Meanwhile, after the initial set of sessions that produced Warm Leatherette, quirky new wave act the B-52s came to Compass Point to record their debut album, after Talking Heads and their manager, Gary Kurfirst, recommended the group to Chris Blackwell. Then Aussie rockers ACDC cut Back In Black, hailed by many as one of the greatest hard rock albums of all time, before a fragile and fractious Talking Heads returned to Compass Point in May 1980 to begin working on Remain In Light, which many rate as their finest release. The disorder of these sessions is legendary, with co-producer Brian Eno and lead singer David Byrne initially cold-shouldering each other due to an earlier unspecified falling out while working on My Life In The Bush Of Ghosts in San Francisco; engineer Rhett Davies quit Remain In Light after just three days, leaving Eno, Steven Stanley and hired hand Dave Jerden to keep the mix intact as the band fleshed out abstract rhythms during chaotic jam sessions. The album was later completed at Sigma Sound studio in New York with guitarist Adrian Belew and backing singer Nona Hendryx, pointing the way towards the expanded band that subsequently rocked audiences on tour. Born Under Punches, the driving track that opened this magnificent album, captured the Heads at their most tense and dramatic, with Byrne’s eerie lines about the hands of a “government man” being strangely contrasted by an off-kilter chorus of “the heat goes on…” apparently borrowed from the headline of a New York tabloid.

In an era when punk and disco seemed at polar opposites, New York’s No Wave movement attempted to blur perceived boundaries between the two styles by drawing from disparate elements to avoid stereotypical characterization, and Compass Point became associated with the movement thanks to Island’s links with ZE Records, the pioneering label that became its bulwark. Michael Zilkha, an Oxford-educated publisher whose immense wealth stemmed from the Mothercare retail chain, and his friend, Michel Esteban, owner of Parisian punk shop Harry Cover and founder of the magazine Rock News, formed ZE when Zilkha’s future wife, Cristina Monet-Palachi, a Harvard graduate who was then arts critic at the Village Voice, kick-started her singing career by recording a punk-disco satire produced by John Cale; the single caught Chris Blackwell’s attention, so he arranged to distribute ZE’s releases through Island.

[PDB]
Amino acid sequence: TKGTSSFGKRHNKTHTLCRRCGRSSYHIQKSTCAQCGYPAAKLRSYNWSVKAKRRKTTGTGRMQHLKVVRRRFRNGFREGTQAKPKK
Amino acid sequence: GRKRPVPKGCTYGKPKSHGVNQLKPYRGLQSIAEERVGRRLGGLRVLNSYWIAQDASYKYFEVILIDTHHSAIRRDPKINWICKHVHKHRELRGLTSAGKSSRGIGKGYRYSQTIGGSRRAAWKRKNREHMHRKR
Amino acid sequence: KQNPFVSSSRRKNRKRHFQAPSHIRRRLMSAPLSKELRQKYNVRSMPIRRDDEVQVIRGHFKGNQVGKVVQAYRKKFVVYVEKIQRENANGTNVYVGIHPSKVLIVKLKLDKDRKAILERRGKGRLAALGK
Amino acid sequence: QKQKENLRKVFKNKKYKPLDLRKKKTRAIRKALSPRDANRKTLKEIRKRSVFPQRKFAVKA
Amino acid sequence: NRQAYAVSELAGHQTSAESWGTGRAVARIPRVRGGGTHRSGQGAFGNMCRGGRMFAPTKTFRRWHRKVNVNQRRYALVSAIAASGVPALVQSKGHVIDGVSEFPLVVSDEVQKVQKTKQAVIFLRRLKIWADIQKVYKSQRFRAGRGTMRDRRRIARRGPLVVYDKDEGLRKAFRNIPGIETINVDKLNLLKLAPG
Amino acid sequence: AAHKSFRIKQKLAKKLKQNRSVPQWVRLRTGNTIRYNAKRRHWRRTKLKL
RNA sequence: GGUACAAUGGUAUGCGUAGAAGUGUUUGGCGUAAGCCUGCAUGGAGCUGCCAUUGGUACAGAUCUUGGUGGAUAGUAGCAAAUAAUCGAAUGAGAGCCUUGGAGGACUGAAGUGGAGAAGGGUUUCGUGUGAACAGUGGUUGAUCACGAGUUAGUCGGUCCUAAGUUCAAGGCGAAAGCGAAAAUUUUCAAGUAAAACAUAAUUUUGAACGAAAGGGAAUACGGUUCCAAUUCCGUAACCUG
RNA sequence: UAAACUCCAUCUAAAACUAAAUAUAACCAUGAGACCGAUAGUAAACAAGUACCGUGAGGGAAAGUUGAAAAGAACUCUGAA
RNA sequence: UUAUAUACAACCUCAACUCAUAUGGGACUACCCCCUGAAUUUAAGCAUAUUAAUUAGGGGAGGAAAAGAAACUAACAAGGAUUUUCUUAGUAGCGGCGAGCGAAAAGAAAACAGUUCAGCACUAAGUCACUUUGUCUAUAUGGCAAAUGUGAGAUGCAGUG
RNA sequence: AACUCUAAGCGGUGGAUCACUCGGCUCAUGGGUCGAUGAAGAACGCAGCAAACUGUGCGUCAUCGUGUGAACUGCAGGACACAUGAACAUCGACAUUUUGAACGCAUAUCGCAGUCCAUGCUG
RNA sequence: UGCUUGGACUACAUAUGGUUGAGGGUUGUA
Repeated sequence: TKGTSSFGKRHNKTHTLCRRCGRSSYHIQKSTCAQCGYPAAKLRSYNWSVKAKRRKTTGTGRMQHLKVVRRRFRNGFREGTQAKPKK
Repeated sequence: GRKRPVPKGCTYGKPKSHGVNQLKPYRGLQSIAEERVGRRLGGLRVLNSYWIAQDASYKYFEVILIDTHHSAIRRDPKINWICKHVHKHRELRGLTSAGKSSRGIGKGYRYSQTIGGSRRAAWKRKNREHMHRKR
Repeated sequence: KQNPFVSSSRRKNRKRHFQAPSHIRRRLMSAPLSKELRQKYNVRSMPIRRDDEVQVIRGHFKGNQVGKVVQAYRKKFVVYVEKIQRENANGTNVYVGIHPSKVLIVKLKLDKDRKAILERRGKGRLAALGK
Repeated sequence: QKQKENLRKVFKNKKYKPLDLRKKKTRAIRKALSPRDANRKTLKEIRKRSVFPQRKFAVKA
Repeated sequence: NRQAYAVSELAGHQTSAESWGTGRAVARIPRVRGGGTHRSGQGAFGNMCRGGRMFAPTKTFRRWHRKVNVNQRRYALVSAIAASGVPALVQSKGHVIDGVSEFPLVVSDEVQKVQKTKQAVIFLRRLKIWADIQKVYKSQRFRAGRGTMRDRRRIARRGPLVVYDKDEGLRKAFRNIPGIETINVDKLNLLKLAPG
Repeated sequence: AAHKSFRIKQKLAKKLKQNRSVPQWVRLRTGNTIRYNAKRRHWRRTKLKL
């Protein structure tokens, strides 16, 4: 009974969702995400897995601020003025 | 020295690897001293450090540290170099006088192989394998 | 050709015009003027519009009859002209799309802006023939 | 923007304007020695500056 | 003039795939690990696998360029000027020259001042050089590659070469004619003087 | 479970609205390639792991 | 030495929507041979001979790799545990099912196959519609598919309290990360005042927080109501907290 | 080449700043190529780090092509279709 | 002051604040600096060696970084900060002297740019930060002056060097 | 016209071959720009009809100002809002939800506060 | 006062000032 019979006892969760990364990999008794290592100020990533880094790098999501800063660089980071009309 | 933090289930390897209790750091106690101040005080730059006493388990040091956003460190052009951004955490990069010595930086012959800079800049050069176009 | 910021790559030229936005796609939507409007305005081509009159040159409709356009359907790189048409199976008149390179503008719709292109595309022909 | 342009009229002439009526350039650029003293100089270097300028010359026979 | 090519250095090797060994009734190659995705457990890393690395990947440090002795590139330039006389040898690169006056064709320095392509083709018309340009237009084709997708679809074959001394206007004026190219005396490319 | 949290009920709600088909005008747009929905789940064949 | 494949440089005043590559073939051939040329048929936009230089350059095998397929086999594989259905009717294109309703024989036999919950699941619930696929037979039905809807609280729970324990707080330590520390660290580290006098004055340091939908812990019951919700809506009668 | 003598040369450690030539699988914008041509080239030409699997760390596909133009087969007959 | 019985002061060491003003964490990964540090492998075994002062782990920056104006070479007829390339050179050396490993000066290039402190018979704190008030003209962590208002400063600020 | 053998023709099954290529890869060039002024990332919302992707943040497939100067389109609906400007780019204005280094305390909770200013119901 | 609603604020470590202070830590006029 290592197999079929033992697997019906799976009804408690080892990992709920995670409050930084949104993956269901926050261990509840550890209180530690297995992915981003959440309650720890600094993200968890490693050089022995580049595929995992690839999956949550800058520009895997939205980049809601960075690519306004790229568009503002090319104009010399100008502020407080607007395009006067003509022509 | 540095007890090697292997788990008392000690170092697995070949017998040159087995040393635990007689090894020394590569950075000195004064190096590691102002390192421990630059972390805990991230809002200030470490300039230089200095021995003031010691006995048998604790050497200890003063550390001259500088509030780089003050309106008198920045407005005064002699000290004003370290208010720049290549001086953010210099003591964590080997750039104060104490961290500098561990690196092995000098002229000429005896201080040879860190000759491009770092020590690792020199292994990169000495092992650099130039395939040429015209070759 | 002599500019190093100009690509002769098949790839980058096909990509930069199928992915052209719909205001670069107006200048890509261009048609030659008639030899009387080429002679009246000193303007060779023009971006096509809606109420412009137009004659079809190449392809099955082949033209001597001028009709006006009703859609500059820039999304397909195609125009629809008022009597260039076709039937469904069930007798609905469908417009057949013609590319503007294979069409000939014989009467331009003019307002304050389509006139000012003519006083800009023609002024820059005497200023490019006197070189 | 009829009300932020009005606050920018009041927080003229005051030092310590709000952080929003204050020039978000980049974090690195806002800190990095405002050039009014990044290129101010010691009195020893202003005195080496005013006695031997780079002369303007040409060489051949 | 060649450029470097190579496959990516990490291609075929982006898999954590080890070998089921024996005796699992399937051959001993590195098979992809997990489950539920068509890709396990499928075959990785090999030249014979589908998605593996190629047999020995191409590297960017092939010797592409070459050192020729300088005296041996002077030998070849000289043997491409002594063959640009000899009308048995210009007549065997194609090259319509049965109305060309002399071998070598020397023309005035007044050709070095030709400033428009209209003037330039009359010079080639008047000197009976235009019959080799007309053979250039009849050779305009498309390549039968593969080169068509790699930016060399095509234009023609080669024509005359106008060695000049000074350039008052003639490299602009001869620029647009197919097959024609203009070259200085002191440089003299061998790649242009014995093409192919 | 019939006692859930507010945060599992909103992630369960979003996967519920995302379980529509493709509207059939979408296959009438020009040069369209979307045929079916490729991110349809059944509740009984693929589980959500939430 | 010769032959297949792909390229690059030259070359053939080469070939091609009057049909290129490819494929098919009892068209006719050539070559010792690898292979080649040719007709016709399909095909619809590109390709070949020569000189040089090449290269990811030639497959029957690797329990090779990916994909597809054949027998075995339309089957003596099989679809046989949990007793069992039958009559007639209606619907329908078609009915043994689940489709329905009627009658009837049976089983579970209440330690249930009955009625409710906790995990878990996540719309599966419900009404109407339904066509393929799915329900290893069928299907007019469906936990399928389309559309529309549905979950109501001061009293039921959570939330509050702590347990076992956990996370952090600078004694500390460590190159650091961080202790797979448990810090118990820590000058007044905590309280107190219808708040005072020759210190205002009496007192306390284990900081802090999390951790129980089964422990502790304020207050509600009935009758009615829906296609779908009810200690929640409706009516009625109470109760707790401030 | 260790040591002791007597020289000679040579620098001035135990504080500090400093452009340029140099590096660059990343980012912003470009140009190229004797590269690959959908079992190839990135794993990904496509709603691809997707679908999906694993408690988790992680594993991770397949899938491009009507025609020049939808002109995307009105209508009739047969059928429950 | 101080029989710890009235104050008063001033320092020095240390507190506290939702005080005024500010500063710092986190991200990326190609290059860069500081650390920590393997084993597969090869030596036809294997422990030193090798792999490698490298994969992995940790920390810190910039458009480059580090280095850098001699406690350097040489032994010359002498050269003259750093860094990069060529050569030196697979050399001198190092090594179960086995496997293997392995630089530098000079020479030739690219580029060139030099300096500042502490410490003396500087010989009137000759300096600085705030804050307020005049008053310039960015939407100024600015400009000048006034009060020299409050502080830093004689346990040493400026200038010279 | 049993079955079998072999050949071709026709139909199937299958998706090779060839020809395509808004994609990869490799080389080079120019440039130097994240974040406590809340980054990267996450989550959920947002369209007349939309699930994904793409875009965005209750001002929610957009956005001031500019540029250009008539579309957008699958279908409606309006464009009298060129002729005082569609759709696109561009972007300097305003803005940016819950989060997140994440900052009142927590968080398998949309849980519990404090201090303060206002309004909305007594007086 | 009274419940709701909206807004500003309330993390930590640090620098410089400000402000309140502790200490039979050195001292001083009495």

Esteban’s girlfriend, Lizzy Mercier Descloux, was another early fuser of punk and disco that was hailed as a Patti Smith protégé when the pair left Paris for New York. After the underground success of her debut, Press Color, Descloux and her backing band reached Compass Point in October 1980 to record the Mambo Nassau album with Steven Stanley and Wally Badarou; like her debut, it drew on a number of genres, including contemporary African music, as made clear by the driving, scat-vocal, dub-funk track, Lady O K’pele, which, like the rest of the album, navigated adventurous, if somewhat hazy, directions.

“It became increasingly interesting as we went into production” says Badarou. “I still can’t tell in precise words what it is she or we were looking for, but there was undeniable complicity; I can’t speak much about the musical value of the end result, but we enjoyed the process. I guess it had more to do with posture or gesture than musicality; maybe another album would have made things clearer.”

Cristina also travelled to Compass Point in the same era, the intention being that her sophomore album would be produced by Robert Palmer, the soul-influenced English rock singer who was often around as he had long been based in one of the properties at the Tip Top apartment complex that was situated in the hillside behind the studio but, for reasons that remain unclear, that particular project was shelved. The demo version of the faux-country lament, You Rented A Space, featuring production and instrumentation by Palmer, is thus a tantalising glimpse of what might have been if the album begun at Compass Point in 1981 had managed to reach full fruition.